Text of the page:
quashing Mitchell’s subpoena. Wollenburg v. Comtech Mfg. Co.,
201 F.3d 973, 978 (7th Cir. 2000).
B. Exclusion of Alleged Investigatory Cover-up was
On September 19, 2013, before trial began, the City moved
in limine to bar Mitchell from making argument or questioning witnesses regarding the lack of testing of DNA swabs
from Jackson’s alleged gun by Illinois State Police Forensic
Services Laboratory. The City argued that such evidence
would be irrelevant and unfairly prejudicial because the City
and the officers had nothing to do with testing DNA (the decision not to test was made by the Illinois State Police) and
there was no reason to believe DNA evidence would have
helped Mitchell’s case. Mitchell asserted that DNA evidence,
had it been tested, might have shown that Jackson’s DNA was
not on the gun and a failure to test the gun was evidence of a
cover-up. The district court granted the City’s motion and excluded evidence and argument relating to a lack of DNA testing for lack of relevance.
We review the district court’s ruling on the City’s motion
in limine for an abuse of discretion. Wilson v. City of Chicago,
758 F.3d 875, 881 (7th Cir. 2014). “We will reverse only if no
reasonable person would agree with the trial court's ruling
and the error likely affected the outcome of the trial.” Perry v.
City of Chicago, 733 F.3d 248, 252 (7th Cir. 2013).
We find no abuse of discretion in the district court’s ruling.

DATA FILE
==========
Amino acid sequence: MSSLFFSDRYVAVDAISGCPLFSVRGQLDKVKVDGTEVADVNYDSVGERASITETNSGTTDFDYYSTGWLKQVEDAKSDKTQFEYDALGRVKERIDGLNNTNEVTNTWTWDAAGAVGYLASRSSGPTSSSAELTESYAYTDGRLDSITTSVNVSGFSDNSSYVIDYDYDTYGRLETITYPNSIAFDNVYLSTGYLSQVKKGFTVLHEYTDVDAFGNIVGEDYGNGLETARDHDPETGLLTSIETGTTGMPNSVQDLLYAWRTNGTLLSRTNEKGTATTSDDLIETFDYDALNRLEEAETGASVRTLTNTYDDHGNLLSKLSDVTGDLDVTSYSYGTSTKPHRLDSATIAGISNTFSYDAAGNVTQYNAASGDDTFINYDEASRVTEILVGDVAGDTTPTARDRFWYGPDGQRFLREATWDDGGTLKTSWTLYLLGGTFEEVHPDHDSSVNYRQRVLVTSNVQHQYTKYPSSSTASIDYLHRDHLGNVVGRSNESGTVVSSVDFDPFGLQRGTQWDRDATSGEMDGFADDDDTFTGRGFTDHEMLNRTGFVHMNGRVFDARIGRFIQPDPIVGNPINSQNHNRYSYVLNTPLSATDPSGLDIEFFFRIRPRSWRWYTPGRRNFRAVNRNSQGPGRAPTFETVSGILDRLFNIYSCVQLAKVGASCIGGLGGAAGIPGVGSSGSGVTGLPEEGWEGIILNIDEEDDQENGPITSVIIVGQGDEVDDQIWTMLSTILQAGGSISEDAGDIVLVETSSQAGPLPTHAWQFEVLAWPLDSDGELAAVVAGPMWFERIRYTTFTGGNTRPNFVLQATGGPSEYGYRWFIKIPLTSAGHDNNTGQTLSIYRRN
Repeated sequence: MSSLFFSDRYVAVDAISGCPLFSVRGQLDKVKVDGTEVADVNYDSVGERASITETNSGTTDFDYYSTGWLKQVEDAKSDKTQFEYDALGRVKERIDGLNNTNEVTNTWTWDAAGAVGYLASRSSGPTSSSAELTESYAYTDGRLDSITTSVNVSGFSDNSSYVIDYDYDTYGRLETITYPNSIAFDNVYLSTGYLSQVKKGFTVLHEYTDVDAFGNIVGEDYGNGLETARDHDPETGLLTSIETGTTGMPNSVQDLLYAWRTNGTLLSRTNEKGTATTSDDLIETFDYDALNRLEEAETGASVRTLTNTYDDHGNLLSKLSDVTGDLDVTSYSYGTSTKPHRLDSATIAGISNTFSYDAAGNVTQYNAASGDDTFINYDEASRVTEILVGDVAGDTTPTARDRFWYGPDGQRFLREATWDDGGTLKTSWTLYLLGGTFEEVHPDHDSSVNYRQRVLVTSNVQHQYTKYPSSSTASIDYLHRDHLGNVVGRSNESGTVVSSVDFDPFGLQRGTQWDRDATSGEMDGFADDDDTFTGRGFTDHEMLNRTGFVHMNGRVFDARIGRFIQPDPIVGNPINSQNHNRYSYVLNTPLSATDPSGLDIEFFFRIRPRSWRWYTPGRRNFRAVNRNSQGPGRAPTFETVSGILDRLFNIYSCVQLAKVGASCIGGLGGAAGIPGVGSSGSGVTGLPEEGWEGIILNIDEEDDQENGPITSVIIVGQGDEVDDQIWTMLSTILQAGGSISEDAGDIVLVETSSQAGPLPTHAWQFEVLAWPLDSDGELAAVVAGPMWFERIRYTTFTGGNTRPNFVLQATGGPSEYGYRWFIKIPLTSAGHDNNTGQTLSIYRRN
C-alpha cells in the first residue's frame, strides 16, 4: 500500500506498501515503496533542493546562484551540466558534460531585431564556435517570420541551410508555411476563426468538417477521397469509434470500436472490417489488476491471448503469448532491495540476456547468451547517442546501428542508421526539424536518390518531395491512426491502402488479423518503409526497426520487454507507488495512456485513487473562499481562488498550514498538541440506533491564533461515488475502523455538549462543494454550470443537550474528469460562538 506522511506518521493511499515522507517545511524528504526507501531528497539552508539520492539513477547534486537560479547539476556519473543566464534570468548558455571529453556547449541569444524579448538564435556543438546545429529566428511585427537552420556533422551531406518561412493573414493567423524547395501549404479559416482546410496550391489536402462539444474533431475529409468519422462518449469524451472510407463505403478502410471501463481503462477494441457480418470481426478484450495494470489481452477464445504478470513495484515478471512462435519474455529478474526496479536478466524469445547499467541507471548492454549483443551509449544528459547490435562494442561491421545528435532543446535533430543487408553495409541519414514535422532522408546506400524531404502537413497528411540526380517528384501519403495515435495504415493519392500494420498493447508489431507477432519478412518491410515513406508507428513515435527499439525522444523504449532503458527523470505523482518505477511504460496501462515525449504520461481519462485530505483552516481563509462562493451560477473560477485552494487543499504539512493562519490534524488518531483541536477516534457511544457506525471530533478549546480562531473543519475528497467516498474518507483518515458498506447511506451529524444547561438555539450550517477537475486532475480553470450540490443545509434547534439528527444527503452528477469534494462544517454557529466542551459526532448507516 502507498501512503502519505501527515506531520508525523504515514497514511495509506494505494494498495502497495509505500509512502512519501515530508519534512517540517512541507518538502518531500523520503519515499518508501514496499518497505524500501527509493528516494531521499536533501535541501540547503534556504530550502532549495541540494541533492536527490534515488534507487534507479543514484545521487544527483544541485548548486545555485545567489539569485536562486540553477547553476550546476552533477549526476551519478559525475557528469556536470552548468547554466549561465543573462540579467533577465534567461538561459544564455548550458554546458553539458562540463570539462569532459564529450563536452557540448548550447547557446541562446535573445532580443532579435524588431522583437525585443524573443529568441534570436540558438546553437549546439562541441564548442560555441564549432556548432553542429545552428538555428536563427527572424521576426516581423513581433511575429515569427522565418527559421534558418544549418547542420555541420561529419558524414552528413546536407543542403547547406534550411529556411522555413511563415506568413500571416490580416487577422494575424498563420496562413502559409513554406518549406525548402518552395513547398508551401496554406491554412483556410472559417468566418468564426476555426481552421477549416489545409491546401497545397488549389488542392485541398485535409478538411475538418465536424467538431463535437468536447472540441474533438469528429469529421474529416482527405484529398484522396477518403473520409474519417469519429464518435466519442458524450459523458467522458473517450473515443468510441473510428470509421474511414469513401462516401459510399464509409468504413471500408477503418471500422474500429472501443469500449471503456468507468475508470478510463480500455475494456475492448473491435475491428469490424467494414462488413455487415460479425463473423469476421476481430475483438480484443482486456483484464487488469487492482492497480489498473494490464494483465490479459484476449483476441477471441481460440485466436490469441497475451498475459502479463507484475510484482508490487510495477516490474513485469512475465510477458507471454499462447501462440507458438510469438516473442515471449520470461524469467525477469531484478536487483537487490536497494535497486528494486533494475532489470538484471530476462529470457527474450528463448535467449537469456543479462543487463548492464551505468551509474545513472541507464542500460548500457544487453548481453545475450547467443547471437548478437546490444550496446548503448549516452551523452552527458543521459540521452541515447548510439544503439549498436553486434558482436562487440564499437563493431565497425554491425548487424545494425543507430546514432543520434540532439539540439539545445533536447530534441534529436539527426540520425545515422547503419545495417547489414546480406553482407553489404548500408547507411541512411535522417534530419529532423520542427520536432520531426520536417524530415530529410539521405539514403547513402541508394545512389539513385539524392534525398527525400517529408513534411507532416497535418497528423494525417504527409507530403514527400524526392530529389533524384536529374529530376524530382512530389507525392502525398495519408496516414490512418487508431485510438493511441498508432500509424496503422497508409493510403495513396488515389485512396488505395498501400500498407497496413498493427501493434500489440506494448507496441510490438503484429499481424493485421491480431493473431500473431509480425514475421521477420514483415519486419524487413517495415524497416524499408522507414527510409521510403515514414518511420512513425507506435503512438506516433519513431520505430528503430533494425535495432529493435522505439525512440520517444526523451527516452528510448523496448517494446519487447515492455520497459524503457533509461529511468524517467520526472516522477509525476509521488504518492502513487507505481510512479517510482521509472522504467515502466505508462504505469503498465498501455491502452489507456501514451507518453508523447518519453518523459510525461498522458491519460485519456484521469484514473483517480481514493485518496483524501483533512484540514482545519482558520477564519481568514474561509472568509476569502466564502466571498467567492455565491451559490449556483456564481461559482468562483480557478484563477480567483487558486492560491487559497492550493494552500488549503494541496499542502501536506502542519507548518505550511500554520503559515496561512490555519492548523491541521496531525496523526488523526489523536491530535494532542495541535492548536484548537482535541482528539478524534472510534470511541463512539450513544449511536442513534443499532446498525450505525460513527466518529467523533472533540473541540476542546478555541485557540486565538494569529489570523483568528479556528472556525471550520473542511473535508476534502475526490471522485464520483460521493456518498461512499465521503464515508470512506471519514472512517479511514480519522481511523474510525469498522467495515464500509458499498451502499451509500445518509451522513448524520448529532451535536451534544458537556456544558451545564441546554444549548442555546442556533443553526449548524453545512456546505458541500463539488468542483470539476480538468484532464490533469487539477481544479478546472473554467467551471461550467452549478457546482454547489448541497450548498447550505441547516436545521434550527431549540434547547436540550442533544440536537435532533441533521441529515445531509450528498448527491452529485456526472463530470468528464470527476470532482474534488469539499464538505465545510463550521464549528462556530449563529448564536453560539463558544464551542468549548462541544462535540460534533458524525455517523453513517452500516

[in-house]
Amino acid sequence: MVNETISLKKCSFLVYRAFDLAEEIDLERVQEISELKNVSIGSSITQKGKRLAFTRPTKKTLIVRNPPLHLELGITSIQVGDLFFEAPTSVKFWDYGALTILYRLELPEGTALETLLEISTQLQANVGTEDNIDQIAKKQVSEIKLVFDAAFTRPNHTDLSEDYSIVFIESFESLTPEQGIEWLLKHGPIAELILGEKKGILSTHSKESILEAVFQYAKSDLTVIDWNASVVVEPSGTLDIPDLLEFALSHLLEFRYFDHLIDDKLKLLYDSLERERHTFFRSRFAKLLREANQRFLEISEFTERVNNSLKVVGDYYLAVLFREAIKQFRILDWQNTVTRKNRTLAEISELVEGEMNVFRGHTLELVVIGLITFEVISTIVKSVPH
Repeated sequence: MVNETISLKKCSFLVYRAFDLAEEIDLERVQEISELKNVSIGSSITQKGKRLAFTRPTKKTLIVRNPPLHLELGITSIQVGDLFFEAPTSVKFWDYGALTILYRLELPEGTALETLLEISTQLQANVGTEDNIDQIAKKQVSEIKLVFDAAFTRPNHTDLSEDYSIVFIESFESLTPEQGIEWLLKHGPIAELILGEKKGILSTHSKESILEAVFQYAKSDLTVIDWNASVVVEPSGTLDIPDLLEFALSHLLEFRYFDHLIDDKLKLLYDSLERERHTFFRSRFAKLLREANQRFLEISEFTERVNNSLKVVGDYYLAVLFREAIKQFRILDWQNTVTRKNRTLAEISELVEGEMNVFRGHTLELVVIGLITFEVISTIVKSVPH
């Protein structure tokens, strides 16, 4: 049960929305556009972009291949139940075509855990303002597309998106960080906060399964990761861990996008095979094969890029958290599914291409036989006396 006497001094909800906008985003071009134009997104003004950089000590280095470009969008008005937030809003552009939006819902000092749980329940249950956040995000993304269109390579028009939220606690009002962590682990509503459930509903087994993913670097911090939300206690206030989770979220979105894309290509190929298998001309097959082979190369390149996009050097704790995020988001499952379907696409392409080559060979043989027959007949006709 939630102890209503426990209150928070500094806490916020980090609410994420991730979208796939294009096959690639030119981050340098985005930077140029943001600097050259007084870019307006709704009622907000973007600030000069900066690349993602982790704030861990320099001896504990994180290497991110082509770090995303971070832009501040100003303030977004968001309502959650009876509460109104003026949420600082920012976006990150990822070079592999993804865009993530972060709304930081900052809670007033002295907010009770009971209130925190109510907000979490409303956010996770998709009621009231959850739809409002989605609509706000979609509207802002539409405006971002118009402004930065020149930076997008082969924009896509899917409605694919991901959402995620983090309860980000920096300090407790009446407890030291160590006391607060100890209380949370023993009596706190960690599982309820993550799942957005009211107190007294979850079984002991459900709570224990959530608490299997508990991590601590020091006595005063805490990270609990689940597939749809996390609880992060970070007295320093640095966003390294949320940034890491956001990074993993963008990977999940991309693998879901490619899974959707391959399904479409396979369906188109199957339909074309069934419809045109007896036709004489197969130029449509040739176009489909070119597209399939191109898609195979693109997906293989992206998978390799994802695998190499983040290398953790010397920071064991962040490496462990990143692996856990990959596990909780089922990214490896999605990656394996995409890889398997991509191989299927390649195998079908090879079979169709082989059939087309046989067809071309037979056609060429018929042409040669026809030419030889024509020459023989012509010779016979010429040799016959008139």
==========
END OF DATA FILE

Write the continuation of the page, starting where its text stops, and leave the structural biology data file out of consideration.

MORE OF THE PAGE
At trial, Mitchell was required to prove that the defendant officers did not reasonably believe that Jackson “pose[d] a
threat of serious physical harm, either to the officer[s] or to
others,” Tennessee v. Garner, 471 U.S. 1, 11 (1985), or, under
state law, that the officers lacked justification for using deadly
force. Wilson, 758 F.3d at 880. Argument or evidence demonstrating unavailability of DNA evidence would not tend to
make the existence of any fact that is of consequence “more
probable or less probable than it would be without the evidence.” Fed. R. Evid. 401. The fact “of consequence” was
whether the officers were reasonably fearful of Jackson at the
time of the shooting—evidence reflecting the investigatory
decisions of the Illinois State Police after the City officers’
shooting could not shed light on this fact. The state agency’s
policies cannot impute anything onto the city officers’ mental
state when they pulled their triggers. Such evidence may expose a state agency in need of victim rights reform, but without more, it has no tendency to prove liability under either the
Fourth Amendment or Illinois law. See, e.g., Thompson v. City
of Chicago, 472 F.3d 444, 454 (7th Cir. 2006) (“[T]his court has
consistently held that 42 U.S.C. § 1983 protects plaintiffs from
constitutional violations, not violations of … departmental
regulations and police practices.”). In our view, the district
court correctly found that testimony relating to a lack of DNA
evidence would not be relevant and the evidence was
The decisions below are AFFIRMED.